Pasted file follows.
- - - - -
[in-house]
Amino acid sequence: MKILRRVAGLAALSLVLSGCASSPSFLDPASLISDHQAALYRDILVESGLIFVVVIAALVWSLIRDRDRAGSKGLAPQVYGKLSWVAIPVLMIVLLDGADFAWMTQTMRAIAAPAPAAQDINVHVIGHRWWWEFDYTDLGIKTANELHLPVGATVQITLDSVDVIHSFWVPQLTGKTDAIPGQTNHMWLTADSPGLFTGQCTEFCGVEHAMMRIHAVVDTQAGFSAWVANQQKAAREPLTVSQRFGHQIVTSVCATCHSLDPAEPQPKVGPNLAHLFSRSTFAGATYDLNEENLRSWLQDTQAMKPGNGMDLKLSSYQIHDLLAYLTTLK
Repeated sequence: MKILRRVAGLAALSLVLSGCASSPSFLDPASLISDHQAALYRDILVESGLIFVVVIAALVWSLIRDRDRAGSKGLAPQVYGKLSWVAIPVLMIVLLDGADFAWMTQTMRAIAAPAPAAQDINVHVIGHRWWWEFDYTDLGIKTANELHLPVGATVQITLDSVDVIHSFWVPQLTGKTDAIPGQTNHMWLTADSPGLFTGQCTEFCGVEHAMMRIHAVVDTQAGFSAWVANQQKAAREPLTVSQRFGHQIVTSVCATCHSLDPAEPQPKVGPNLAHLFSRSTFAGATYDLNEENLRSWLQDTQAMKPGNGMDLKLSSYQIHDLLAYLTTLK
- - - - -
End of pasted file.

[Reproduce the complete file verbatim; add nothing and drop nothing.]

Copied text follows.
[in-house]
Amino acid sequence: MKILRRVAGLAALSLVLSGCASSPSFLDPASLISDHQAALYRDILVESGLIFVVVIAALVWSLIRDRDRAGSKGLAPQVYGKLSWVAIPVLMIVLLDGADFAWMTQTMRAIAAPAPAAQDINVHVIGHRWWWEFDYTDLGIKTANELHLPVGATVQITLDSVDVIHSFWVPQLTGKTDAIPGQTNHMWLTADSPGLFTGQCTEFCGVEHAMMRIHAVVDTQAGFSAWVANQQKAAREPLTVSQRFGHQIVTSVCATCHSLDPAEPQPKVGPNLAHLFSRSTFAGATYDLNEENLRSWLQDTQAMKPGNGMDLKLSSYQIHDLLAYLTTLK
Repeated sequence: MKILRRVAGLAALSLVLSGCASSPSFLDPASLISDHQAALYRDILVESGLIFVVVIAALVWSLIRDRDRAGSKGLAPQVYGKLSWVAIPVLMIVLLDGADFAWMTQTMRAIAAPAPAAQDINVHVIGHRWWWEFDYTDLGIKTANELHLPVGATVQITLDSVDVIHSFWVPQLTGKTDAIPGQTNHMWLTADSPGLFTGQCTEFCGVEHAMMRIHAVVDTQAGFSAWVANQQKAAREPLTVSQRFGHQIVTSVCATCHSLDPAEPQPKVGPNLAHLFSRSTFAGATYDLNEENLRSWLQDTQAMKPGNGMDLKLSSYQIHDLLAYLTTLK